Julie Mehretu: Drawing into Painting

Julie Mehretu: Drawing into Painting

Opening reception: May 27, 7-10 pm

Artist talk: Sunday, May 30, 3 pm

Julie Mehretu's language of abstraction borrows from real and imagined geography, architecture, history, mapping and photojournalism to navigate the unstable terrain of what she has identified as "a narrative filled with urgency and optimism, like a strange dream." The underlying structure of Mehretu's work consists of charged public spaces -- government buildings, museums, stadiums, schools and airports -- drawn in the form of maps and diagrams. Into these now decontextualized, highly controlled spaces the artist inscribes her own narrative through the incorporation of personal markings within layers of Mylar, vellum and paper. "I am interested in the multifaceted layers of place, space and time that impact the formation of personal and community identity," the artist has explained. Julie Mehretu: Drawing into Painting features 12 paintings completed in 2003. According to exhibition curator Douglas Fogle, "Julie Mehretu attempts to put the world into the world. At the onset of a millennium defined by the twin forces of globalization and the legacy of September 11, she is producing a new form of history painting. Her sources range from the geometric abstractions and revolutionary utopian impulses of Kasimir Malevich, Piet Mondrian and Wassily Kandinsky to the iconographic contours of contemporary skateboard graphics and tattoos, comic books, institutional architectural schematics, and news photographs of riots and uprisings. Filtering these strands through her highly idiosyncratic lexicon of signs and symbols, she creates synthetic worlds in which historical and fictional landscapes collide." Mehretu's work has been presented in numerous exhibitions, including Freestyle (2001) at The Studio Museum in Harlem, Painting at the Edge of the World (2001) at the Walker Art Center, and the 2004 Whitney Biennial.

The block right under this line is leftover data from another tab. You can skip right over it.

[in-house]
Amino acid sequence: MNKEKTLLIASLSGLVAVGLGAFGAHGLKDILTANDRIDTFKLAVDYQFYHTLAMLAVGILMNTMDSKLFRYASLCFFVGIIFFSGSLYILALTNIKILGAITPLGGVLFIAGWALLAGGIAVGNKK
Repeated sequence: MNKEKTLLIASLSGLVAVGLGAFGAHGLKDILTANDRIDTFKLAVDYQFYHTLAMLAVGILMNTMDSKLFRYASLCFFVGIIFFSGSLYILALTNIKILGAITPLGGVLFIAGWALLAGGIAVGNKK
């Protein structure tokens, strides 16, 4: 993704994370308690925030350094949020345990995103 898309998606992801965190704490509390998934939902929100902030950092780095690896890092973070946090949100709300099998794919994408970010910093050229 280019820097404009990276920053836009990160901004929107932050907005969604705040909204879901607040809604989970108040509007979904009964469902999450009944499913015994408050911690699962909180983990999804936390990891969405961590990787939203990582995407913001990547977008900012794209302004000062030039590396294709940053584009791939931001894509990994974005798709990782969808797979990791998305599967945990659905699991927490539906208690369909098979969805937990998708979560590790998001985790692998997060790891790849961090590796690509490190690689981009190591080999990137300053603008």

Julie Mehretu: Drawing into Painting is organized by the Walker Art Center, Minneapolis. It is made possible by generous support from the Voyager Foundation Fund of the Minneapolis Foundation.

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